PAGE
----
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Marine Ecology Progress Series

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MEPS 144:163-173 (1996)  -  doi:10.3354/meps144163

Use of sand-living microalgal communities (epipsammon) in ecotoxicological testing

Dahl B, Blanck H

A new ecotoxicological test system employing sand-living microalgal communities is presented. Equipment and procedures were developed for sampling and transportation of epipsammon to the laboratory where they can be kept and prepared for subsequent toxicity testing. The proposed test system make use of small-volume (60 µl) subsamples in the measurement of metabolic activities in short-term toxicity tests. The replicability is therefore very good and the variance between subsamples was shown to be low. After several hours of storage between sampling and analysis, epipsammon showed only minor changes in metabolic activities and no significant changes in sensitivity to the investigated toxicant tri-n-butyltin (TBT). The use of a community that has been established on a natural, but still homogenous, substratum has several advantages. Similar to other attached communities, but in contrast to phytoplankton, epipsammon represents a certain site and can thus have a known pollution history. The preparation and monitoring of sampling equipment for colonization of periphyton on artificial substrata is avoided. In addition, since epipsammon has been colonizing the sand for a long time, the community is also likely to be more natural than the opportunistic assemblages that are the early colonizers of artificial substrata. Epipsammon from the investigated locality also showed a fairly low spatial variability in most employed structural and functional parameters which indicated that the test system is robust and the actual sampling site not too critical. However, the estimated toxicity of TBT was shown to be lower to epipsammon than to previously investigated phytoplankton and periphyton. From indirect evidence, we suggest that this difference is not explained by different bioavailability of the toxicant in the short-term test systems but rather to the adaption of algae to natural environmental conditions in the sediments.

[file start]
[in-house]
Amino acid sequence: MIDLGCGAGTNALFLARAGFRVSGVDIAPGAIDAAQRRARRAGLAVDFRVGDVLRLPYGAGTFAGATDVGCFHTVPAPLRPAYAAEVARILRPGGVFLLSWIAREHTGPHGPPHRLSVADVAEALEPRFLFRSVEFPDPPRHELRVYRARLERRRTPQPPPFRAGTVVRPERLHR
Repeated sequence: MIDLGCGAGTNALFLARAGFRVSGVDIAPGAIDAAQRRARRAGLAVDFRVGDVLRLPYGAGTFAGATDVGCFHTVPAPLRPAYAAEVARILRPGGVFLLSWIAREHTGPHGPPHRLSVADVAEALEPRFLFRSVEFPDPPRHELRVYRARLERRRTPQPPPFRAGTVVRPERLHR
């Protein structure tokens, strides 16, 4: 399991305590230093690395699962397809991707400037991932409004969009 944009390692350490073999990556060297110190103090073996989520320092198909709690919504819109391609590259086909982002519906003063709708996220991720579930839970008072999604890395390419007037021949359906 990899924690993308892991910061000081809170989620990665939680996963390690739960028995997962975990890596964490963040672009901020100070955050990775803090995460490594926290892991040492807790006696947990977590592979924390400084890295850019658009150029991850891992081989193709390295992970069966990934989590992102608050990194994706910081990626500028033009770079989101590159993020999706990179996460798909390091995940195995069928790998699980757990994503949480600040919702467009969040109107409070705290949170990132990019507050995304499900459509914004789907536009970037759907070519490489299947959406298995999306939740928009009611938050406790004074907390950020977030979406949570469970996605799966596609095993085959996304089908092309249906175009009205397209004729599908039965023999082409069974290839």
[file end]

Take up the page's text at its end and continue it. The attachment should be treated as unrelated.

Microalgae · Epipsammon · Microphytobenthos · Sediment · Community level · Multi-species test system · Ecotoxicology · Tolerance · Tributyltin · TBT

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